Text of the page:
The Crying of Lot 49 by Thomas Pynchon is a great story of mystery of satire that takes place between real life and the main fictional character Oedipa Maas. Oedipa starts off as a housewife and ends up being consumed by society. Like a hero she has the determination, will power and the capacity to perform the task given to her, but goes too far in her search becoming an anti-hero in herself.
Oedipa attempts at finding meaning in her life. She is depicted as a white suburban housewife who regularly tends her garden, attends Tupperware parties, and prepares dinner for her husband. Although her life seems "typical" of suburban housewives, Oedipa experiences frequent psychotic episodes and hallucinations. In the first chapter we learn that Oedipa had visions of herself as Rapunzel trapped, which can symbol her sense of being lost and needing something more in life than what she has. Oedipa is mesmerized with the Trystero on the bathroom door, starting her on journey of something more that she may be wanting. Having this want find meaning in this, Oedipa, starts and pursues on every clue she can get. She takes notice of the smallest details and stores them away in her mind, hanging onto them and absolutely determined to make something out of them, or find a hidden meaning that was left behind for her. For example, Oedipa becomes obsessed in the play "The Courier's Tragedy" getting her hands on the book that the script was taken from and then going even farther back to its original roots before realizing that none of them are the same. Oedipa is stuck on the word Trystero, and even the director Driblette tells her "You can put together clues, develop a thesis, or several about why characters reacted to the trystero possibility the way they did, why the assassins came on, why the black costumes. You could waste your life that way and never touch the truth." Is this heroic to find an answer or just crazy? Oedipa is coming out of her shell as a housewife, looking for answers and becoming confidence that she is capable of doing more than staying at home.
It is harder for Oedipa to form connections or basic truth to events unfolding around her, because all the characters around her feed into paranoia and frustration. Her husband, Mucho Maas is supposed stick together through thick and thin goes crazy on LSD, and ends up alienating Oedipa, Dr. Hilarius who loses it completely shoots at people, the band called The Paranoids, and even Mike Fallopian. All of these characters around Oedipa struggle with their own analysis of life events and are not positive role models for Oedipa. Oedipa's paranoia begins to grow as she states, "Each clue that comes is supposed to have its own clarity, its fine chances for permanence." It is almost as Oedipa is self-justifying the path she has taken, making sure she is in reality. At first it may have been heroic that Oedipa was doing something good finding positive answers for Pierce, but that idea has now disappeared. In the end, Oedipa finds herself alone and alienated from society, having lost touch with the housewife life she used to live before she began her attempt to uncover the mystery of the Trystero.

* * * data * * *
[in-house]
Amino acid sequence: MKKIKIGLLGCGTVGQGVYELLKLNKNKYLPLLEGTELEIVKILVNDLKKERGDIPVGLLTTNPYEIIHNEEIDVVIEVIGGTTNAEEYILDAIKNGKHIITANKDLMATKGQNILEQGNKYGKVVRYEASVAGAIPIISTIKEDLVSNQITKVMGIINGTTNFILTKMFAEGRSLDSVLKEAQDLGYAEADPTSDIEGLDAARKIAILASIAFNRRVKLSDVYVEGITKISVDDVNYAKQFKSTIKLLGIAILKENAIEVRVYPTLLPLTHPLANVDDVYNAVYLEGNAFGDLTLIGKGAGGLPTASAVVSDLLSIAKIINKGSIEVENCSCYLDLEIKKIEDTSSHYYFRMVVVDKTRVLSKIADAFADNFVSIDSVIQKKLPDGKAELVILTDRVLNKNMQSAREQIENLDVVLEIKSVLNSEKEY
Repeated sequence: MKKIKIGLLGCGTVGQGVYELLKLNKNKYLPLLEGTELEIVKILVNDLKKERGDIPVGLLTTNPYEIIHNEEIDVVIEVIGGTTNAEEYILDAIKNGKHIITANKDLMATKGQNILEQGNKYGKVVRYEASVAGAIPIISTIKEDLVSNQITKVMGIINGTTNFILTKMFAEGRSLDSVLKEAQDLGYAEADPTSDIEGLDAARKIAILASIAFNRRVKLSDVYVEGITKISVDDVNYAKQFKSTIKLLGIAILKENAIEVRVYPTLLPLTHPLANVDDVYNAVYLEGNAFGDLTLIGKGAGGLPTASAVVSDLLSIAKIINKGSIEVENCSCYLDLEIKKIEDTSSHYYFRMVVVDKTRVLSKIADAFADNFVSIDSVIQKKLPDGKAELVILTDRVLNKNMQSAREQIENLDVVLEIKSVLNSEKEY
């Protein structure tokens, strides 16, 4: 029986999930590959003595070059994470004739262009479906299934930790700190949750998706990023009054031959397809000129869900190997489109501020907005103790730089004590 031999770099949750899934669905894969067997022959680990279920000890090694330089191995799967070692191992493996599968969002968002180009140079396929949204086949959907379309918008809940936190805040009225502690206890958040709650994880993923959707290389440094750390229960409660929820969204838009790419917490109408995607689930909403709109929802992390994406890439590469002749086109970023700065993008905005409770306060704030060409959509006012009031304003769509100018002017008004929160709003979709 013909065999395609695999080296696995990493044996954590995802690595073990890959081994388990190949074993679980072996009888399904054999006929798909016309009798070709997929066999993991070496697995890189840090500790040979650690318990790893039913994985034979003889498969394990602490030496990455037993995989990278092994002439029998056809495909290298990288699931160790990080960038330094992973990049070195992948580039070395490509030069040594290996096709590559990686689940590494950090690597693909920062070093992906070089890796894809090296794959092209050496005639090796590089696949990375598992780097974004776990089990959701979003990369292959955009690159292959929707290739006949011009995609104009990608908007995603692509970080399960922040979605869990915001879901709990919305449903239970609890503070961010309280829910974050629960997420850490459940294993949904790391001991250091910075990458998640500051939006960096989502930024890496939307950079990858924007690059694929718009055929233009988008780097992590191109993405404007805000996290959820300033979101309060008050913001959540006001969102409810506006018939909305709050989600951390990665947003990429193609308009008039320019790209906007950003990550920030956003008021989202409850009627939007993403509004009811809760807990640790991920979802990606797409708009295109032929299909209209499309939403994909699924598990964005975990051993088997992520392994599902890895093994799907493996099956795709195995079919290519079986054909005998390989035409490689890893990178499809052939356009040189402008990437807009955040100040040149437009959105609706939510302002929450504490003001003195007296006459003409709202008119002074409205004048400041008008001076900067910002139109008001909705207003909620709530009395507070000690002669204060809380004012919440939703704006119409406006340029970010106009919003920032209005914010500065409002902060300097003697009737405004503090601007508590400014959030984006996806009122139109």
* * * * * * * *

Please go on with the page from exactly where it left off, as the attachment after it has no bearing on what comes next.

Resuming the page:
There are a few examples of satire which Pynchon uses in this book. The first one the reader should pick up on is the name Oedipa which is very similar to Oedipus. However Oedipus can see he is blind to the events taking place around him. This can be compared to Oedipa that she is blinded by Trystero and is so consumed that she is losing her identity and awareness of the world around her. Another example of satire is how the story is, and there is never an answer. Pynchon is almost comparing the reader to Oedipa because we are trying to put the clues together throughout the book as well. It is a mystery book, and there are so many highlights, the reader wonders when it is all going to come together. In the end, it doesn't and the reader and Oedipa are both confused. He makes fun of everyone who tries to find meaning from the fragments of life that we all perceive in our own way. Pynchon knew that the reader would be trying to make meaning out of something that he states has no meaning. W.A.S.T.E seemed like he was making fun of how people waste their time in figuring out life events and purpose in life. Oedipas long journey to try and figure out the clues wasted her time, all for what? She wasted more away than she did gain, and came out more confused and frustrated with life.
People do try to make sense of world meaning and there purpose in life, although I do not think it is usually taken as far as Oedipa took it. Oedipa wanted Pierce to save her from her tower like Rapunzel, and he did. It seemed like he knew that he still had control over her emotional state, and even though it was not positive, Oedipa still was freed from this experience. Continuing until the end, Oedipa was determined to figure out the mystery of the Trystero and that is a quality of a hero. Although determination and trying to consume information can be positive when figuring out clues, you cannot let it take over. In the end, there was no purpose and Oedipa was left with nothing. Not everything in life will make sense and you can either accept it and move on, or go crazy trying to figure it out. Hopefully if you try to figure it out, you will not end up wasting your time.